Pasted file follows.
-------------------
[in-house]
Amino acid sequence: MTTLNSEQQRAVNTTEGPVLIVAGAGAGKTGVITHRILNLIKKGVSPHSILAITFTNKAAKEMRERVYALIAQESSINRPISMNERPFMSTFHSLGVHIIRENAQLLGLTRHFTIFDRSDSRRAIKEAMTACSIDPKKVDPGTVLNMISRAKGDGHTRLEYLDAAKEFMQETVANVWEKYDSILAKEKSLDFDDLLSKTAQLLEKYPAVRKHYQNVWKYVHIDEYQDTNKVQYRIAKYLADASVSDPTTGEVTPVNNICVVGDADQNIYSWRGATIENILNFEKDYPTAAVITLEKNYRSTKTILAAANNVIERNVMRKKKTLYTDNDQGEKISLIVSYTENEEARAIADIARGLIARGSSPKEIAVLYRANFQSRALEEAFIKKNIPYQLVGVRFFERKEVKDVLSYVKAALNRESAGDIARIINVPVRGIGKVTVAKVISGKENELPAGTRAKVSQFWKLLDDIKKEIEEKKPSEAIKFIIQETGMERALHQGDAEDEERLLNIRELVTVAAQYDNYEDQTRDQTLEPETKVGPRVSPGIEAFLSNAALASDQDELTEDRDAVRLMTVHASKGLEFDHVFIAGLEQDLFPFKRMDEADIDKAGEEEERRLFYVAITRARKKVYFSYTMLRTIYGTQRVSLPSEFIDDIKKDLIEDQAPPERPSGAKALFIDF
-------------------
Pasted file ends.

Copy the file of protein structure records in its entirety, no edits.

[in-house]
Amino acid sequence: MTTLNSEQQRAVNTTEGPVLIVAGAGAGKTGVITHRILNLIKKGVSPHSILAITFTNKAAKEMRERVYALIAQESSINRPISMNERPFMSTFHSLGVHIIRENAQLLGLTRHFTIFDRSDSRRAIKEAMTACSIDPKKVDPGTVLNMISRAKGDGHTRLEYLDAAKEFMQETVANVWEKYDSILAKEKSLDFDDLLSKTAQLLEKYPAVRKHYQNVWKYVHIDEYQDTNKVQYRIAKYLADASVSDPTTGEVTPVNNICVVGDADQNIYSWRGATIENILNFEKDYPTAAVITLEKNYRSTKTILAAANNVIERNVMRKKKTLYTDNDQGEKISLIVSYTENEEARAIADIARGLIARGSSPKEIAVLYRANFQSRALEEAFIKKNIPYQLVGVRFFERKEVKDVLSYVKAALNRESAGDIARIINVPVRGIGKVTVAKVISGKENELPAGTRAKVSQFWKLLDDIKKEIEEKKPSEAIKFIIQETGMERALHQGDAEDEERLLNIRELVTVAAQYDNYEDQTRDQTLEPETKVGPRVSPGIEAFLSNAALASDQDELTEDRDAVRLMTVHASKGLEFDHVFIAGLEQDLFPFKRMDEADIDKAGEEEERRLFYVAITRARKKVYFSYTMLRTIYGTQRVSLPSEFIDDIKKDLIEDQAPPERPSGAKALFIDF